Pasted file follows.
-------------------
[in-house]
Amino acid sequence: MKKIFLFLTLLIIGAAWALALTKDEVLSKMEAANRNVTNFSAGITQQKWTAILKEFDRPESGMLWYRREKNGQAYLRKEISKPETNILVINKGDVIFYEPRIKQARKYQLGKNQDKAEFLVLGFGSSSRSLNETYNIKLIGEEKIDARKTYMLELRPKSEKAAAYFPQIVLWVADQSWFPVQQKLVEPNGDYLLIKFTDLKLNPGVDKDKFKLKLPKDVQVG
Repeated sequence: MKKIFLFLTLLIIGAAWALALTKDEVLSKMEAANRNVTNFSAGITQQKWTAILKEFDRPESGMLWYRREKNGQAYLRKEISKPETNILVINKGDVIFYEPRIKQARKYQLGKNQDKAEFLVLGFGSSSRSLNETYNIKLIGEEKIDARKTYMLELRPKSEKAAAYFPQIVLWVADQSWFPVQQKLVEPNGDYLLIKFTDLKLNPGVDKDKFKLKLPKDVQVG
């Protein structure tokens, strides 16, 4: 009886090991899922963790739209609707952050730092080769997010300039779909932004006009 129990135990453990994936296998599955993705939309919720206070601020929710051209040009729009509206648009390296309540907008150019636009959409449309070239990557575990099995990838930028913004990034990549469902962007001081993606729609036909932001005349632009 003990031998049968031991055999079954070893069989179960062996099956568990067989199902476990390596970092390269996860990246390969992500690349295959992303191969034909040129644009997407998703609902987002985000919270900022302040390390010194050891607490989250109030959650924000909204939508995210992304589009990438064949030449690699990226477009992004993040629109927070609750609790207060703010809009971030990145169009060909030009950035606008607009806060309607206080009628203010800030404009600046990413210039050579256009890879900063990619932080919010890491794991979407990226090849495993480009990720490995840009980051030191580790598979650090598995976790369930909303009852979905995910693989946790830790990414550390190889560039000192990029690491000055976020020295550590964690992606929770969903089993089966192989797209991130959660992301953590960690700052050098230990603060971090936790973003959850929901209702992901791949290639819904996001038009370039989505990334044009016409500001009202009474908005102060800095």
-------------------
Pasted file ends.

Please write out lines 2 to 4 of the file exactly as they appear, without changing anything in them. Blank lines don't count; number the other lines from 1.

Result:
Amino acid sequence: MKKIFLFLTLLIIGAAWALALTKDEVLSKMEAANRNVTNFSAGITQQKWTAILKEFDRPESGMLWYRREKNGQAYLRKEISKPETNILVINKGDVIFYEPRIKQARKYQLGKNQDKAEFLVLGFGSSSRSLNETYNIKLIGEEKIDARKTYMLELRPKSEKAAAYFPQIVLWVADQSWFPVQQKLVEPNGDYLLIKFTDLKLNPGVDKDKFKLKLPKDVQVG
Repeated sequence: MKKIFLFLTLLIIGAAWALALTKDEVLSKMEAANRNVTNFSAGITQQKWTAILKEFDRPESGMLWYRREKNGQAYLRKEISKPETNILVINKGDVIFYEPRIKQARKYQLGKNQDKAEFLVLGFGSSSRSLNETYNIKLIGEEKIDARKTYMLELRPKSEKAAAYFPQIVLWVADQSWFPVQQKLVEPNGDYLLIKFTDLKLNPGVDKDKFKLKLPKDVQVG
């Protein structure tokens, strides 16, 4: 009886090991899922963790739209609707952050730092080769997010300039779909932004006009 129990135990453990994936296998599955993705939309919720206070601020929710051209040009729009509206648009390296309540907008150019636009959409449309070239990557575990099995990838930028913004990034990549469902962007001081993606729609036909932001005349632009 003990031998049968031991055999079954070893069989179960062996099956568990067989199902476990390596970092390269996860990246390969992500690349295959992303191969034909040129644009997407998703609902987002985000919270900022302040390390010194050891607490989250109030959650924000909204939508995210992304589009990438064949030449690699990226477009992004993040629109927070609750609790207060703010809009971030990145169009060909030009950035606008607009806060309607206080009628203010800030404009600046990413210039050579256009890879900063990619932080919010890491794991979407990226090849495993480009990720490995840009980051030191580790598979650090598995976790369930909303009852979905995910693989946790830790990414550390190889560039000192990029690491000055976020020295550590964690992606929770969903089993089966192989797209991130959660992301953590960690700052050098230990603060971090936790973003959850929901209702992901791949290639819904996001038009370039989505990334044009016409500001009202009474908005102060800095």